In which we talk about scary things: pumpkin guts, weaponized chile peppers, ghosts [in the form of chiles], and nine billion pieces of candy corn. And pets in costumes. ::shiver::
Allspice Culinarium

A Real-Life Ghost Tale

Americans love Halloween. Every year, 120 million of us [including lots of people waaaay too old to trick-or-treat] dress up in costumes. We buy 35 million pounds [that's nine billion pieces!] of candy corn every year. And don't get us started on pet costumes. Seriously. That is truly frightening.

But for some of us, the real thrill doesn't come from a suspenseful movie [though that gives us an excuse for making popcorn with truffle oil] or from the annual trip to the pumpkin patch.  We get our spooky kicks from the aptly named Ghost Chile. Why does the mention of its name send a shiver down our spines?


Perhaps the Ghost Chile was given the name because of the way the heat sneaks up on the one who eats it. Originating from the northeastern part of India, particularly Assam [a name tea-drinkers will recognize] near Bangladesh, Ghost Chile is also called Bhut Jolokia, Bih jolokia ['poison chilli'] or naga Morich chile, among other local names.

Unknown to the western world before 2000, the Ghost Chile is similar in appearance to the habanero, but is 2-3 times hotter. This is a serious chile - for point of reference, it is **400 times** hotter than Tabasco sauce. A jalapeno pepper rates about 3,000 Scoville* units. A habanero measures 300,000 Sc. The Ghost Chile? ONE MILLION SCOVILLE* UNITS.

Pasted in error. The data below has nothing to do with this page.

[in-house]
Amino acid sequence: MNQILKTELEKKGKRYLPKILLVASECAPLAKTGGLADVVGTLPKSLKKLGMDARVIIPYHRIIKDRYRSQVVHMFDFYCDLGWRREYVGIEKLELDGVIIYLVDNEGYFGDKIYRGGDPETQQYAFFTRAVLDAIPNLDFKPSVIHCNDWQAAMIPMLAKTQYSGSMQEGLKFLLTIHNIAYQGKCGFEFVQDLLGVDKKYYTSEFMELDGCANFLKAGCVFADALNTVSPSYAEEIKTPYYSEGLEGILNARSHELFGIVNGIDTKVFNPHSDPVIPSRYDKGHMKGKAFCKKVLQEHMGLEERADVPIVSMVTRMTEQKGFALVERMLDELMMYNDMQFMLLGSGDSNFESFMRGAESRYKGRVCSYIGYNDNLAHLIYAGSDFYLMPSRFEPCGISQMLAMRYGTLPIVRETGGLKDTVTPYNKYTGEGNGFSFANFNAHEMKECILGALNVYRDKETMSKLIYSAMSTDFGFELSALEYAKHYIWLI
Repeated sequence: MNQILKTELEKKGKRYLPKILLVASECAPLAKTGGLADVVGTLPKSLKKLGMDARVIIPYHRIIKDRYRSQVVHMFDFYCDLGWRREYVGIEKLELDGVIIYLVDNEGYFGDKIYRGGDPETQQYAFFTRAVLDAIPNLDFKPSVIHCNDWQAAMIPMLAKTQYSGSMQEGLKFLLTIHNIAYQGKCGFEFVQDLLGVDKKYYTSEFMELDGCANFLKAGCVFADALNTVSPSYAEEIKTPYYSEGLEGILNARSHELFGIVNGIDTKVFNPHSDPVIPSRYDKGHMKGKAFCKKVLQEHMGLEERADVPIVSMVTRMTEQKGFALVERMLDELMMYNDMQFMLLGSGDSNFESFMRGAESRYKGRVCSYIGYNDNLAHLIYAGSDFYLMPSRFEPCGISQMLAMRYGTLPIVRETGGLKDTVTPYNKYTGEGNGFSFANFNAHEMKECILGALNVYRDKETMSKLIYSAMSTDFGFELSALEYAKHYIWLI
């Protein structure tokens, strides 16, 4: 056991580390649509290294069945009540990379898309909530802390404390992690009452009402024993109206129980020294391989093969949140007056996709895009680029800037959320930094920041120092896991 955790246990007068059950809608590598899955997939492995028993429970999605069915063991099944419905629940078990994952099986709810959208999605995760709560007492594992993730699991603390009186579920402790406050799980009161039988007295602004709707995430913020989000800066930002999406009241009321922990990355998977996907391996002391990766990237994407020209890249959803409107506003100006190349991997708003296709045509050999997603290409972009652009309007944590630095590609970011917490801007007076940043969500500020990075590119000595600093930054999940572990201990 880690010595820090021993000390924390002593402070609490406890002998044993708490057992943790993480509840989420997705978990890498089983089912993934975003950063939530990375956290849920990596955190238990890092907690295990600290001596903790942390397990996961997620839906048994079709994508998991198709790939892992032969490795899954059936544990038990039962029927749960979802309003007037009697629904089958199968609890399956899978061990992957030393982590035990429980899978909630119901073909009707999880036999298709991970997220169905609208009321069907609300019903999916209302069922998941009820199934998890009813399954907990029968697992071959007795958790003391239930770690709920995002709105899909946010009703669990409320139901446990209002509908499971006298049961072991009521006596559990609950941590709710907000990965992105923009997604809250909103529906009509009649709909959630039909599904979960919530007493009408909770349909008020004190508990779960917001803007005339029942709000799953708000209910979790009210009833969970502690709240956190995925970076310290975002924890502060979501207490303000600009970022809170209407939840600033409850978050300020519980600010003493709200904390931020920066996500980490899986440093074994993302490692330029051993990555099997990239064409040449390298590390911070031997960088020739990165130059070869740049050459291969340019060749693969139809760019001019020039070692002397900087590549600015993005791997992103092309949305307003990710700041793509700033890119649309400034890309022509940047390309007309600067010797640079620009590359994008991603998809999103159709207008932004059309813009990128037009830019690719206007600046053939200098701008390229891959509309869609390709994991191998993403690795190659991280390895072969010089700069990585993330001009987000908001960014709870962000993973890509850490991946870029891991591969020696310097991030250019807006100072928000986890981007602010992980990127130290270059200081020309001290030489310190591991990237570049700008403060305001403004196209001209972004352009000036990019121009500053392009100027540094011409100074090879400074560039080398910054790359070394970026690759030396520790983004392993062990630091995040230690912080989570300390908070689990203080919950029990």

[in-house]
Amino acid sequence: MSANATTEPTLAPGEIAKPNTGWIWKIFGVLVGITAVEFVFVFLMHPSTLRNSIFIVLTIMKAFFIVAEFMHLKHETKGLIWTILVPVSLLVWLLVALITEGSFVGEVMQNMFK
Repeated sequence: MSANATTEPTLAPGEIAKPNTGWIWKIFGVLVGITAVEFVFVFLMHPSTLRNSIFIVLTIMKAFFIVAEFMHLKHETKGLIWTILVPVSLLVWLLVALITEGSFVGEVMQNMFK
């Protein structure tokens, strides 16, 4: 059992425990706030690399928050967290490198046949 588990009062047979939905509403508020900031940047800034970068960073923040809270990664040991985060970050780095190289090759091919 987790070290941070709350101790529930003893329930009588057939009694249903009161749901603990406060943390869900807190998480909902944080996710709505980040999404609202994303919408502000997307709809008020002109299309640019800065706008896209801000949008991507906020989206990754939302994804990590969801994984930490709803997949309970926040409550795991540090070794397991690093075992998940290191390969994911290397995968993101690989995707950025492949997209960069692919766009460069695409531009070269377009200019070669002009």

This Bhut Jolokia Ghost Chile pepper can hurt you. Wear gloves or don't touch anything [like your EYES] you might regret! This chile pepper is so hot, military researchers have experimented with making it into a weaponized pepper-spray grenade. So, you know, be careful. [And no weapons-making in the kitchen, you guys. Bake Buns Not Guns.]

Okay -- scare tactics aside, the taste of this pepper is worth the danger: the Ghost Chile gives a smoky intense flavor and insane heat. Ghost chile is best when it's used to spike a chunky salsa, or as a chile oil to drizzle on stews or made into mayonnaise. Mix sparingly into rice and beans or dress a crunchy taco.  We asked our own Chef Amy about other ideas for using Ghost Chiles, and she suggested sauce for homemade ice cream [recipe on our website], barbecque sauce, in bbq spice rubs and in chili. We've also heard it used in making homemade [very] spicy jerky.

Other uses for the Bhut Jolokia pepper include remedies for maladies as far-ranging as stomach ailment [!], herpes and depression, and as a remedy to the summer heat -- Ghost Chiles will increase perspiration when ingested.  As for us, we prefer to confine our Ghost-Chile-as-controlled-substance use to culinary applications. 

If you're not afraid of ghost [chile]s, try some of our recipes linked in this article, and see if you agree!

*And What Are These Strange Scoville Units of Which You Speak?